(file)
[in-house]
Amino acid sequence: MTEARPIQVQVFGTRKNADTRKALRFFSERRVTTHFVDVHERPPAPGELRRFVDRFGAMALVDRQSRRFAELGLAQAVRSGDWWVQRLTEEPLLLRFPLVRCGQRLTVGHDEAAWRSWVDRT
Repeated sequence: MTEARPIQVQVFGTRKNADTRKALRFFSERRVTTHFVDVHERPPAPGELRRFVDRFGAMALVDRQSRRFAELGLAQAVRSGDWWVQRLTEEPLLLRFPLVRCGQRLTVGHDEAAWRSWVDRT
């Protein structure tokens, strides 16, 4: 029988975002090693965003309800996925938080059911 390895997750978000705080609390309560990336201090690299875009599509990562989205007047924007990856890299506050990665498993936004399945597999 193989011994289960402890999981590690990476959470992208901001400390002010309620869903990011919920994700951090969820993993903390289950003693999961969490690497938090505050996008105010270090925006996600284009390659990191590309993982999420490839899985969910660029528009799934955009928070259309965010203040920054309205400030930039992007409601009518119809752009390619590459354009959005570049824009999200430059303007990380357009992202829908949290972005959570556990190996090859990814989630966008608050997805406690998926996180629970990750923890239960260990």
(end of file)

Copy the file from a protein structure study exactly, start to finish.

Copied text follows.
[in-house]
Amino acid sequence: MTEARPIQVQVFGTRKNADTRKALRFFSERRVTTHFVDVHERPPAPGELRRFVDRFGAMALVDRQSRRFAELGLAQAVRSGDWWVQRLTEEPLLLRFPLVRCGQRLTVGHDEAAWRSWVDRT
Repeated sequence: MTEARPIQVQVFGTRKNADTRKALRFFSERRVTTHFVDVHERPPAPGELRRFVDRFGAMALVDRQSRRFAELGLAQAVRSGDWWVQRLTEEPLLLRFPLVRCGQRLTVGHDEAAWRSWVDRT
């Protein structure tokens, strides 16, 4: 029988975002090693965003309800996925938080059911 390895997750978000705080609390309560990336201090690299875009599509990562989205007047924007990856890299506050990665498993936004399945597999 193989011994289960402890999981590690990476959470992208901001400390002010309620869903990011919920994700951090969820993993903390289950003693999961969490690497938090505050996008105010270090925006996600284009390659990191590309993982999420490839899985969910660029528009799934955009928070259309965010203040920054309205400030930039992007409601009518119809752009390619590459354009959005570049824009999200430059303007990380357009992202829908949290972005959570556990190996090859990814989630966008608050997805406690998926996180629970990750923890239960260990």